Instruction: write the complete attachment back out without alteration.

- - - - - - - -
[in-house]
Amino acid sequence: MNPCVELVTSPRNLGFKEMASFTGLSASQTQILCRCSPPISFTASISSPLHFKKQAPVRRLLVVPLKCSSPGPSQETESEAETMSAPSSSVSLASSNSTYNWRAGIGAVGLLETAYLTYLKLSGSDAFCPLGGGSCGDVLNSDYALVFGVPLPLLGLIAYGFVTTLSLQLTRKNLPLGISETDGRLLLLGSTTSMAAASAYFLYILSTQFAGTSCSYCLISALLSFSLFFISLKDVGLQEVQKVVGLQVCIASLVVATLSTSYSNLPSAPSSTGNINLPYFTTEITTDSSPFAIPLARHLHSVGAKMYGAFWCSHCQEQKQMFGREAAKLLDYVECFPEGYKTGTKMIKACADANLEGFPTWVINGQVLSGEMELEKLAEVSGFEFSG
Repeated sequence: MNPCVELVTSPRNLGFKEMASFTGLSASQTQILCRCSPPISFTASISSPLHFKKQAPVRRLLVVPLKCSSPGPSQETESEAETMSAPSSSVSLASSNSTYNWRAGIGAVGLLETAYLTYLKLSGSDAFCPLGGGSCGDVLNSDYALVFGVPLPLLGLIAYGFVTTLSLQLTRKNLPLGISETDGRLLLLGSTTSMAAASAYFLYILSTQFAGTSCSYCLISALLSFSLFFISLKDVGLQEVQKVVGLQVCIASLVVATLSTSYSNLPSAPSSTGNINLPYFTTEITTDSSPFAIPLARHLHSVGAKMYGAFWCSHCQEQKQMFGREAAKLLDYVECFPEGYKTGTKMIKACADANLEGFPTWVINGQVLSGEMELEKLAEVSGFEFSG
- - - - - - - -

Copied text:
[in-house]
Amino acid sequence: MNPCVELVTSPRNLGFKEMASFTGLSASQTQILCRCSPPISFTASISSPLHFKKQAPVRRLLVVPLKCSSPGPSQETESEAETMSAPSSSVSLASSNSTYNWRAGIGAVGLLETAYLTYLKLSGSDAFCPLGGGSCGDVLNSDYALVFGVPLPLLGLIAYGFVTTLSLQLTRKNLPLGISETDGRLLLLGSTTSMAAASAYFLYILSTQFAGTSCSYCLISALLSFSLFFISLKDVGLQEVQKVVGLQVCIASLVVATLSTSYSNLPSAPSSTGNINLPYFTTEITTDSSPFAIPLARHLHSVGAKMYGAFWCSHCQEQKQMFGREAAKLLDYVECFPEGYKTGTKMIKACADANLEGFPTWVINGQVLSGEMELEKLAEVSGFEFSG
Repeated sequence: MNPCVELVTSPRNLGFKEMASFTGLSASQTQILCRCSPPISFTASISSPLHFKKQAPVRRLLVVPLKCSSPGPSQETESEAETMSAPSSSVSLASSNSTYNWRAGIGAVGLLETAYLTYLKLSGSDAFCPLGGGSCGDVLNSDYALVFGVPLPLLGLIAYGFVTTLSLQLTRKNLPLGISETDGRLLLLGSTTSMAAASAYFLYILSTQFAGTSCSYCLISALLSFSLFFISLKDVGLQEVQKVVGLQVCIASLVVATLSTSYSNLPSAPSSTGNINLPYFTTEITTDSSPFAIPLARHLHSVGAKMYGAFWCSHCQEQKQMFGREAAKLLDYVECFPEGYKTGTKMIKACADANLEGFPTWVINGQVLSGEMELEKLAEVSGFEFSG